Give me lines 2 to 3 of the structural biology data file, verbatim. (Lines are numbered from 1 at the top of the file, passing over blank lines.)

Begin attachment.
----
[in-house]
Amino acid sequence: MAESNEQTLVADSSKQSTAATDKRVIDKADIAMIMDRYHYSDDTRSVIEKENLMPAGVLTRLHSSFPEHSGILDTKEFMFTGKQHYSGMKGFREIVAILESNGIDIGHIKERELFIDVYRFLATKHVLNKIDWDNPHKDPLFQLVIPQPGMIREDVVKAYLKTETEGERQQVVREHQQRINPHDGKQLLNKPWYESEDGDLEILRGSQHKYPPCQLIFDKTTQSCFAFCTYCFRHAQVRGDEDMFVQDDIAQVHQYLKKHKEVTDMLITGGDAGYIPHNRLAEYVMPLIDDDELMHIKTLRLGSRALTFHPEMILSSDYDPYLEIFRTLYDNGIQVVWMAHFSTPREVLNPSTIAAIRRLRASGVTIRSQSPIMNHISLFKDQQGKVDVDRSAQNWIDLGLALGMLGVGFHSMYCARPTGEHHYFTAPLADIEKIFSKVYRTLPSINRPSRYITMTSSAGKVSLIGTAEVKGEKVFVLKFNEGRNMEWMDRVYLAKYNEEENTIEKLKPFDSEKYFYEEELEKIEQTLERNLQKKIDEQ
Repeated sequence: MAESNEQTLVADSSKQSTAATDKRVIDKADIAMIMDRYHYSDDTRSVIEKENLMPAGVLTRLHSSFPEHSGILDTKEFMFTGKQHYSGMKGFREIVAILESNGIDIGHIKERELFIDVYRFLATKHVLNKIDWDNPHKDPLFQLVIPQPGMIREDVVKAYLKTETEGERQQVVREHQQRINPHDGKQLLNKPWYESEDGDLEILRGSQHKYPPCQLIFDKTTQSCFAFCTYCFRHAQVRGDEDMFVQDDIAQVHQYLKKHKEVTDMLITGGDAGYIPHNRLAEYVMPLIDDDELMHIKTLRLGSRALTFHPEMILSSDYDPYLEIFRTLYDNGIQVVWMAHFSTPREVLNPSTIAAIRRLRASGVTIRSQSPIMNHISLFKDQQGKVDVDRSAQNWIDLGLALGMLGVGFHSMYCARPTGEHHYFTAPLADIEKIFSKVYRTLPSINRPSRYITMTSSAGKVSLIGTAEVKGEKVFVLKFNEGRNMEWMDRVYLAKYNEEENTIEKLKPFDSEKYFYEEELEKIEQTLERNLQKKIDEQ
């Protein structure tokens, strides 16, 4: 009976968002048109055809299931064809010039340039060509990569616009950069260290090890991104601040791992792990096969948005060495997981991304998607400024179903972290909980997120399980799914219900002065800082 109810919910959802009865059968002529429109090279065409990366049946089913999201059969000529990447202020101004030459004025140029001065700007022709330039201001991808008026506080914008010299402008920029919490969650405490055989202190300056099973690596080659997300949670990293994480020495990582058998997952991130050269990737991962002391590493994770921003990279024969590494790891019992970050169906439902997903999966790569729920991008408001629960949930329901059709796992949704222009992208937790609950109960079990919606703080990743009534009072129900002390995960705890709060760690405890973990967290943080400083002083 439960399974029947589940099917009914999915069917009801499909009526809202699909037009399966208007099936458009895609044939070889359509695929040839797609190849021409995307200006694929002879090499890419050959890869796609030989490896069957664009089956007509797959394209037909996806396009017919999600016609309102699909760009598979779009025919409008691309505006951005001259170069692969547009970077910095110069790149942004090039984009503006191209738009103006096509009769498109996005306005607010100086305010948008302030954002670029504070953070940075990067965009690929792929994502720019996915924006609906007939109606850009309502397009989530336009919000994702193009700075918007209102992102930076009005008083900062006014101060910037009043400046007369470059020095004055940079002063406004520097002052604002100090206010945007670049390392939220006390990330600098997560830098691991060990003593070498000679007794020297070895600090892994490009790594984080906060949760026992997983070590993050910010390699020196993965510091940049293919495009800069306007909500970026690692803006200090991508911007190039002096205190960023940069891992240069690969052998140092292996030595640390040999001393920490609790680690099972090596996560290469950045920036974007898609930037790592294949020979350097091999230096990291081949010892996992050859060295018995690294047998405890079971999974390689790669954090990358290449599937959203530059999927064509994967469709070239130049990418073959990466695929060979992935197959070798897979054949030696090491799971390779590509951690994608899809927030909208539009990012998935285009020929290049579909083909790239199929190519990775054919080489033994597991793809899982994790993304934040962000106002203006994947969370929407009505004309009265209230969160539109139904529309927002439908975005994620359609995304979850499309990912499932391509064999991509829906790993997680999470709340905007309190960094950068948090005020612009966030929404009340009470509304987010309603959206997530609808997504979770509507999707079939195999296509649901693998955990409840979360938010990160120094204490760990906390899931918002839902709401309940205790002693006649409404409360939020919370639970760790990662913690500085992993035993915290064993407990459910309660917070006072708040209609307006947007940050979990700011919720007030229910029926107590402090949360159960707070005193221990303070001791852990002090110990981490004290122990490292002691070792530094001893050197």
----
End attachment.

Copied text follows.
Amino acid sequence: MAESNEQTLVADSSKQSTAATDKRVIDKADIAMIMDRYHYSDDTRSVIEKENLMPAGVLTRLHSSFPEHSGILDTKEFMFTGKQHYSGMKGFREIVAILESNGIDIGHIKERELFIDVYRFLATKHVLNKIDWDNPHKDPLFQLVIPQPGMIREDVVKAYLKTETEGERQQVVREHQQRINPHDGKQLLNKPWYESEDGDLEILRGSQHKYPPCQLIFDKTTQSCFAFCTYCFRHAQVRGDEDMFVQDDIAQVHQYLKKHKEVTDMLITGGDAGYIPHNRLAEYVMPLIDDDELMHIKTLRLGSRALTFHPEMILSSDYDPYLEIFRTLYDNGIQVVWMAHFSTPREVLNPSTIAAIRRLRASGVTIRSQSPIMNHISLFKDQQGKVDVDRSAQNWIDLGLALGMLGVGFHSMYCARPTGEHHYFTAPLADIEKIFSKVYRTLPSINRPSRYITMTSSAGKVSLIGTAEVKGEKVFVLKFNEGRNMEWMDRVYLAKYNEEENTIEKLKPFDSEKYFYEEELEKIEQTLERNLQKKIDEQ
Repeated sequence: MAESNEQTLVADSSKQSTAATDKRVIDKADIAMIMDRYHYSDDTRSVIEKENLMPAGVLTRLHSSFPEHSGILDTKEFMFTGKQHYSGMKGFREIVAILESNGIDIGHIKERELFIDVYRFLATKHVLNKIDWDNPHKDPLFQLVIPQPGMIREDVVKAYLKTETEGERQQVVREHQQRINPHDGKQLLNKPWYESEDGDLEILRGSQHKYPPCQLIFDKTTQSCFAFCTYCFRHAQVRGDEDMFVQDDIAQVHQYLKKHKEVTDMLITGGDAGYIPHNRLAEYVMPLIDDDELMHIKTLRLGSRALTFHPEMILSSDYDPYLEIFRTLYDNGIQVVWMAHFSTPREVLNPSTIAAIRRLRASGVTIRSQSPIMNHISLFKDQQGKVDVDRSAQNWIDLGLALGMLGVGFHSMYCARPTGEHHYFTAPLADIEKIFSKVYRTLPSINRPSRYITMTSSAGKVSLIGTAEVKGEKVFVLKFNEGRNMEWMDRVYLAKYNEEENTIEKLKPFDSEKYFYEEELEKIEQTLERNLQKKIDEQ